Judith Butler claims in "Bodies that Matter" that repeated (Derrida's "iterated") actions facilitate the creation of 'body as sign' which can be self-addressed, and be meaningful, "matter."

There is also work on the overlap between theatre ('dramaturgy) and martial arts but I would not wish to suggest that Martial arts are a *performance for others,* so I tend to steer away from things dramatological.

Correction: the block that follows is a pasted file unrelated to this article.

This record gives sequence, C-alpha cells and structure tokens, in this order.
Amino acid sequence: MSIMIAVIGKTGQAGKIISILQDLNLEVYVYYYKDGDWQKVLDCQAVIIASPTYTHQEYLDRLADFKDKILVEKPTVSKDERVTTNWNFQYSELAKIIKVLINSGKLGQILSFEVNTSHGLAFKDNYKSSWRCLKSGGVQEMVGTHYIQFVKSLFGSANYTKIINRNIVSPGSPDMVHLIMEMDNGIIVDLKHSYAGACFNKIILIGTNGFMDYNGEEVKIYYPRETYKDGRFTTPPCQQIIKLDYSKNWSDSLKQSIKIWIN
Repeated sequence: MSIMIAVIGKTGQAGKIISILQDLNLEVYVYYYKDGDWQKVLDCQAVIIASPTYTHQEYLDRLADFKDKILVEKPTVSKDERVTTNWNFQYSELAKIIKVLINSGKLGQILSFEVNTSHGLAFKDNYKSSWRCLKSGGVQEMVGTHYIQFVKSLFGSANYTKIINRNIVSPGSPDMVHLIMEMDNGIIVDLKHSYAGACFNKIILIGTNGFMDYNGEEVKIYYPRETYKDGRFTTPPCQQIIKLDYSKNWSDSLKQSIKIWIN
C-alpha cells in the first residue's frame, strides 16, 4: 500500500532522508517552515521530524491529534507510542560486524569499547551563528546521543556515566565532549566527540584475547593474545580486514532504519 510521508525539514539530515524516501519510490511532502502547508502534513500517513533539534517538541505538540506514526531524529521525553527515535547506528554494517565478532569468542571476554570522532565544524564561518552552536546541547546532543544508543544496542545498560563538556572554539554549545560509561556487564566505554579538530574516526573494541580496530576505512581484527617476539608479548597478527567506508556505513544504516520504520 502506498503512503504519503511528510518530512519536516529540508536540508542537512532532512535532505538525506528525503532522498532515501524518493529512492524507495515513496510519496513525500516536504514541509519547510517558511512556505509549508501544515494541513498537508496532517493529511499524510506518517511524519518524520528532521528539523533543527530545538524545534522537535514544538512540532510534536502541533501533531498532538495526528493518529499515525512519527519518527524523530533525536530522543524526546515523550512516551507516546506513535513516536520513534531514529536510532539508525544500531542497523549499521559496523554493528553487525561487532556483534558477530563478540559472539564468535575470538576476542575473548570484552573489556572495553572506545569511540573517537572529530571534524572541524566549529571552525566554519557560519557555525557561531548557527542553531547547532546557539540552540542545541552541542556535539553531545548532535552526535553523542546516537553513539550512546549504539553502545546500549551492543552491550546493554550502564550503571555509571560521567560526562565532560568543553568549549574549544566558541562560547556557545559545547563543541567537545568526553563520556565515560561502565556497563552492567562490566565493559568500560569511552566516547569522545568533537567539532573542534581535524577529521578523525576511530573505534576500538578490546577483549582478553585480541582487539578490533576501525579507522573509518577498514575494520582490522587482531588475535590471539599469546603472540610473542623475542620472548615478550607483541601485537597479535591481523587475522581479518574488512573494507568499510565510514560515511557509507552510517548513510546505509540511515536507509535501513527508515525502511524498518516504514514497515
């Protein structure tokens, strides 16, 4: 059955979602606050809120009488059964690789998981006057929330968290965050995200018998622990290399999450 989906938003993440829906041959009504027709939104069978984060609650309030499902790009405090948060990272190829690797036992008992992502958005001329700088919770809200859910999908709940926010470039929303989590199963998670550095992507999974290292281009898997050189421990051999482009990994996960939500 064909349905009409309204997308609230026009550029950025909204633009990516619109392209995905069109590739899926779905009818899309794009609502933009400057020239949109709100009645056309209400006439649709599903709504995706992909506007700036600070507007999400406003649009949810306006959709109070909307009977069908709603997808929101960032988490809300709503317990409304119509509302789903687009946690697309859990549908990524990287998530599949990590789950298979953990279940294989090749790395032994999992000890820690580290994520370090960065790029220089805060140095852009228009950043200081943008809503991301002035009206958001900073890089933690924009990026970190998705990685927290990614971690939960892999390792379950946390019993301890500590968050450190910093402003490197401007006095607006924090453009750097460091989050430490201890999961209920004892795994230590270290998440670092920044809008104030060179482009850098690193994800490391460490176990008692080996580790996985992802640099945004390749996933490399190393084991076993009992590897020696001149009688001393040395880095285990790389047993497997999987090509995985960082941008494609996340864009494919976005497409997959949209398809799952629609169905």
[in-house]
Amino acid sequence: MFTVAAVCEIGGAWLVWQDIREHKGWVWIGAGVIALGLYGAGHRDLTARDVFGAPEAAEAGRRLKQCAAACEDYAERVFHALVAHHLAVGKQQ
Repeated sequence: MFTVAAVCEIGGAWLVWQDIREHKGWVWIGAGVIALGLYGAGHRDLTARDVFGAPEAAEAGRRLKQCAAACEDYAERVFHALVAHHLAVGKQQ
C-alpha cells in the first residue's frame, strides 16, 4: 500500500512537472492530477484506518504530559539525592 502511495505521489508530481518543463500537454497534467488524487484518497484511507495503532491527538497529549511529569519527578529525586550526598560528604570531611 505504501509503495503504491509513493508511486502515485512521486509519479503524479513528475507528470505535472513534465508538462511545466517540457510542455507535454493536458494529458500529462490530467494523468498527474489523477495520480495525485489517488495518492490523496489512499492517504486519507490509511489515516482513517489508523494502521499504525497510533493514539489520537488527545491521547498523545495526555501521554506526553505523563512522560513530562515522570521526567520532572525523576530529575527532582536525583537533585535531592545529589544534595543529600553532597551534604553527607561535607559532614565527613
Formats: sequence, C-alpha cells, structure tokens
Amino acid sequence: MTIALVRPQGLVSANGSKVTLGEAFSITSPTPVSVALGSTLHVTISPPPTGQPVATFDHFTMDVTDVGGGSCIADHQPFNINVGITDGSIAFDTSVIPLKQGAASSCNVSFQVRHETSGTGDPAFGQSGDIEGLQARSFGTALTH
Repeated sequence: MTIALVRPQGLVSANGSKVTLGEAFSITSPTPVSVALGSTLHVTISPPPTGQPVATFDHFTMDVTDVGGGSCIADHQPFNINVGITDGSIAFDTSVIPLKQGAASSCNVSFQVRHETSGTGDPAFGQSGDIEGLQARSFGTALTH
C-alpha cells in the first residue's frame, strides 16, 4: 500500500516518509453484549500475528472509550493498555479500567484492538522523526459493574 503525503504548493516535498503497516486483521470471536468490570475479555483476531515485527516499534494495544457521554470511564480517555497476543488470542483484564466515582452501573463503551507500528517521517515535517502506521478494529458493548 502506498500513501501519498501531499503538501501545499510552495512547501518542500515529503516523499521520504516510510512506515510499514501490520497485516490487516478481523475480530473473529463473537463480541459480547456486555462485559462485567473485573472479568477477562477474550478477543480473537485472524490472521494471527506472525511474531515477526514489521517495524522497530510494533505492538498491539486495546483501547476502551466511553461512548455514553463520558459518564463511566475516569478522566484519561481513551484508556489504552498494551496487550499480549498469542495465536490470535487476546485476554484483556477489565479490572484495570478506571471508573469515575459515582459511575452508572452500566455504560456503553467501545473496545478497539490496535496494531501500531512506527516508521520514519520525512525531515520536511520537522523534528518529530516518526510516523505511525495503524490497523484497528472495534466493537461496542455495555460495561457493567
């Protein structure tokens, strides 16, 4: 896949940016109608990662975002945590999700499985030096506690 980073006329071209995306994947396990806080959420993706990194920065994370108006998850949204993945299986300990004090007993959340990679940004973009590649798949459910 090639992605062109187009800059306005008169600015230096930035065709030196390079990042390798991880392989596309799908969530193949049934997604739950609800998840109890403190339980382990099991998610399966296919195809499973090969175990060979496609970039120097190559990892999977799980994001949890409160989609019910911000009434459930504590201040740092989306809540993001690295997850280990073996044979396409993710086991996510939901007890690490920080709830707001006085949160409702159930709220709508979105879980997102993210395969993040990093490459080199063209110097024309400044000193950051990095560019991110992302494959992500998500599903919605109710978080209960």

I do Karate a little and badly. I think that perhaps I may be able to see myself (with some pain!) more than than before. I don't know if Butler is right but it does seem to be, as Zeami can be read to say, that it is forms practice in Budo, tea, or 'radio exercises' (that all Japanese children do) that seems to be key. I find that doing forms in rows of other people helps in that I feel myself to be iterated in space as it were in the forms of the other people.

Do others know of any other sources regarding self sight, autoscopy, or "sight apart" in the martial arts?

Masuda 増田貴彦. (2010). ボスだけを見る欧米人 みんなの顔まで見る日本人. 講談社.

Thursday, February 11, 2016


Sassure via Maruyama Explains Yuki's Group Types